I am using command-line perl to perform a inplace substitution in a file. This is the code: (note the root perm with sudo)

sudo perl -i -pe "s/foo/bar/" config.txt

If this succeeds, 'echo $?' return 0. Now I make the file un-writable even for root using chattr like this:

sudo chattr +i config.txt

I run the same perl command and it fails with this error:

Can't remove config.txt: Operation not permitted, skipping file.

Which is fine. However, 'echo $?' still returns 0 in this case. Why is this so? Shouldn't it return a non-zero value indicating an error?


The problem is that Perl does not come back with a non-zero exit status for this condition (sudo passes on the exit status of the command it was given), which is a bit vexing. You can work around the problem by recognizing that the line-reading loop is never entered if the file fails to be renamed and handle it with a flag:

sudo perl -i -ne 's/foo/bar/; print; $wrk = 1; }{ $wrk or exit 1' config.txt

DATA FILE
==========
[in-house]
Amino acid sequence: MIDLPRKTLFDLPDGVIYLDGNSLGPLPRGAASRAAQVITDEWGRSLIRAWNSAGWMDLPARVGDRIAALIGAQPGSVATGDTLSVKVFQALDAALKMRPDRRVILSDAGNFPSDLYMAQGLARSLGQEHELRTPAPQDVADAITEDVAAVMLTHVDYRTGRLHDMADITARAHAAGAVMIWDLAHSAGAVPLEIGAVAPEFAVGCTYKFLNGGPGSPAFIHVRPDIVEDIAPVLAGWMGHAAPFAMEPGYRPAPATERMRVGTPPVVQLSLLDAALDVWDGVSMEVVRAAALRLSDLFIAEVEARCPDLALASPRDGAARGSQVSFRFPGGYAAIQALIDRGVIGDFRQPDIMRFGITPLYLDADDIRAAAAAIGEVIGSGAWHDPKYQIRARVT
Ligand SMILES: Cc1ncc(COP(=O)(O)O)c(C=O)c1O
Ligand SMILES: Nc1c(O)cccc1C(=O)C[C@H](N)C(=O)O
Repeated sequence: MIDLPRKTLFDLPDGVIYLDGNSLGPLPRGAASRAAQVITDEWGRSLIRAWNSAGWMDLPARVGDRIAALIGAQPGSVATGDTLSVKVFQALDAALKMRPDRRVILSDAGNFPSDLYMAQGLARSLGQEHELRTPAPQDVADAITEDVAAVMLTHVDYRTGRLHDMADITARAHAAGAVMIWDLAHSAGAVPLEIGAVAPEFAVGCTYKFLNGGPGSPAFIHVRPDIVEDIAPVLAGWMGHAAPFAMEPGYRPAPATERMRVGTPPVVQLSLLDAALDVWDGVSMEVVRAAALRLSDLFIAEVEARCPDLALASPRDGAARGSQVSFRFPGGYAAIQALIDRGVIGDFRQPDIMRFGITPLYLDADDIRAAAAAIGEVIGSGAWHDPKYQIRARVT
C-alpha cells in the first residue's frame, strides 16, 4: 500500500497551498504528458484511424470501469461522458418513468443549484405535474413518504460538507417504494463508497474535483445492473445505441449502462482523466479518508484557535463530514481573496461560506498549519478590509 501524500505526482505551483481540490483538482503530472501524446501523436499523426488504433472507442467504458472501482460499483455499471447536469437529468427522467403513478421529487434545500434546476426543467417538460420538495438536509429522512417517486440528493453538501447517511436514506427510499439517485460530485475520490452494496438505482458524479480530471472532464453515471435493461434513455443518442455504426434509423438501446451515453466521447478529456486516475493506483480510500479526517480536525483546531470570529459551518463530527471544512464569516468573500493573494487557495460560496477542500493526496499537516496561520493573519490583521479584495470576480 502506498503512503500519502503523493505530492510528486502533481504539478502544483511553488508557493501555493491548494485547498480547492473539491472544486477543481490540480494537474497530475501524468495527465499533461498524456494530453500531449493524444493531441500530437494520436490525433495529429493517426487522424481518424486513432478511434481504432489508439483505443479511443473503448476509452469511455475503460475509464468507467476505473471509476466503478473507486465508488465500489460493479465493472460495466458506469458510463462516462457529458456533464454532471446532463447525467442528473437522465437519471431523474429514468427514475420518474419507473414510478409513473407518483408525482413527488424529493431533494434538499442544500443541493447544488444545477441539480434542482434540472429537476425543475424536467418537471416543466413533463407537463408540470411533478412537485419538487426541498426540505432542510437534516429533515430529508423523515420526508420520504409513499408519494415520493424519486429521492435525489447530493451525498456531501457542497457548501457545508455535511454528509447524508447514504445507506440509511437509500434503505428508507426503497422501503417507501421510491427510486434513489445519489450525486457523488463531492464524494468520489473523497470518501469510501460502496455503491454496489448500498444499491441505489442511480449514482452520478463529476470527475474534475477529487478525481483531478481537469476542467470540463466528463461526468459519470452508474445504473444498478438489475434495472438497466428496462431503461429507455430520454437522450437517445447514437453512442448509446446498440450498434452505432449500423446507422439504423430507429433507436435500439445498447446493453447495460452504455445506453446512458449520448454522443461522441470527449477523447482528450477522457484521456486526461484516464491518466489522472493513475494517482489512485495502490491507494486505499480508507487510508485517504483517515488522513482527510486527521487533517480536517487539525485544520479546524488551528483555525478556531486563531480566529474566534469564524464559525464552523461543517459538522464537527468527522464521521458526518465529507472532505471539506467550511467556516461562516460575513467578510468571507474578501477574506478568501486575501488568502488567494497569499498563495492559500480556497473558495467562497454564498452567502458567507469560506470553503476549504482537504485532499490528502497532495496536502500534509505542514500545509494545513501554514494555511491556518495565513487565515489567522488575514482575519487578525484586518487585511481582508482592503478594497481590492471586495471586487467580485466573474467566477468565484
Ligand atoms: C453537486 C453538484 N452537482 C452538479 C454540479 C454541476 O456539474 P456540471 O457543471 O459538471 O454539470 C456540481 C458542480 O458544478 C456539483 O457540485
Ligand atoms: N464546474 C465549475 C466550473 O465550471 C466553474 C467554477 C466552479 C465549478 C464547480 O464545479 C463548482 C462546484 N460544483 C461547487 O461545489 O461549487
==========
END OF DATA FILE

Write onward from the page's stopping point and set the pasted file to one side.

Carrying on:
The Eskimo greeting (or butterfly) "operator" }{ introduces an END block, in a way; what comes after it is executed when the loop reading lines from the file has ended. The way it works is described here.

The caveat is that this will also report an error if config.txt is empty. A shorter if a bit hackier way is to use the special $. line counter variable for the same purpose:

sudo perl -i -ne 's/foo/bar/; print; }{ $. or exit 1' config.txt
  • Thank you. works perfectly. – Sujay Phadke May 11 '15 at 1:40

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